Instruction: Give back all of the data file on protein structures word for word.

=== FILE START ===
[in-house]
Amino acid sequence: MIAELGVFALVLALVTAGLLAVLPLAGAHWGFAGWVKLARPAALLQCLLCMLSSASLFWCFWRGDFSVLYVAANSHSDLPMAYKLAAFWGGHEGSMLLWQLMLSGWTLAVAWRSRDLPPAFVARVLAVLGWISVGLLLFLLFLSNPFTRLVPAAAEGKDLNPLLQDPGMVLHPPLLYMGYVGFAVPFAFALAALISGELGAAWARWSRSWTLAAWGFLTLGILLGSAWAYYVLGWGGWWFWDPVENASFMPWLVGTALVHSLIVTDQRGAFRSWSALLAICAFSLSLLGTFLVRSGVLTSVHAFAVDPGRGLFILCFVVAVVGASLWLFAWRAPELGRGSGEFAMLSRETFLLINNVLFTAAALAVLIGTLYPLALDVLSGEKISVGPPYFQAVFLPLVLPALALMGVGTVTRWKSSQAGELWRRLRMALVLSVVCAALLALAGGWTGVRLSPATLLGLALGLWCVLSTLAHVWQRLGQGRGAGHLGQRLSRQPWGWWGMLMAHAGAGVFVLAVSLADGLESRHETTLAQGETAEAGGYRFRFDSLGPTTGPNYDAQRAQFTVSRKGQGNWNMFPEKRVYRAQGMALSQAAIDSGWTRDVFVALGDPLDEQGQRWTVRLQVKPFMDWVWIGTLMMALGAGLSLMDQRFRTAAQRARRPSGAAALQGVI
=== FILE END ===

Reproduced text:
[in-house]
Amino acid sequence: MIAELGVFALVLALVTAGLLAVLPLAGAHWGFAGWVKLARPAALLQCLLCMLSSASLFWCFWRGDFSVLYVAANSHSDLPMAYKLAAFWGGHEGSMLLWQLMLSGWTLAVAWRSRDLPPAFVARVLAVLGWISVGLLLFLLFLSNPFTRLVPAAAEGKDLNPLLQDPGMVLHPPLLYMGYVGFAVPFAFALAALISGELGAAWARWSRSWTLAAWGFLTLGILLGSAWAYYVLGWGGWWFWDPVENASFMPWLVGTALVHSLIVTDQRGAFRSWSALLAICAFSLSLLGTFLVRSGVLTSVHAFAVDPGRGLFILCFVVAVVGASLWLFAWRAPELGRGSGEFAMLSRETFLLINNVLFTAAALAVLIGTLYPLALDVLSGEKISVGPPYFQAVFLPLVLPALALMGVGTVTRWKSSQAGELWRRLRMALVLSVVCAALLALAGGWTGVRLSPATLLGLALGLWCVLSTLAHVWQRLGQGRGAGHLGQRLSRQPWGWWGMLMAHAGAGVFVLAVSLADGLESRHETTLAQGETAEAGGYRFRFDSLGPTTGPNYDAQRAQFTVSRKGQGNWNMFPEKRVYRAQGMALSQAAIDSGWTRDVFVALGDPLDEQGQRWTVRLQVKPFMDWVWIGTLMMALGAGLSLMDQRFRTAAQRARRPSGAAALQGVI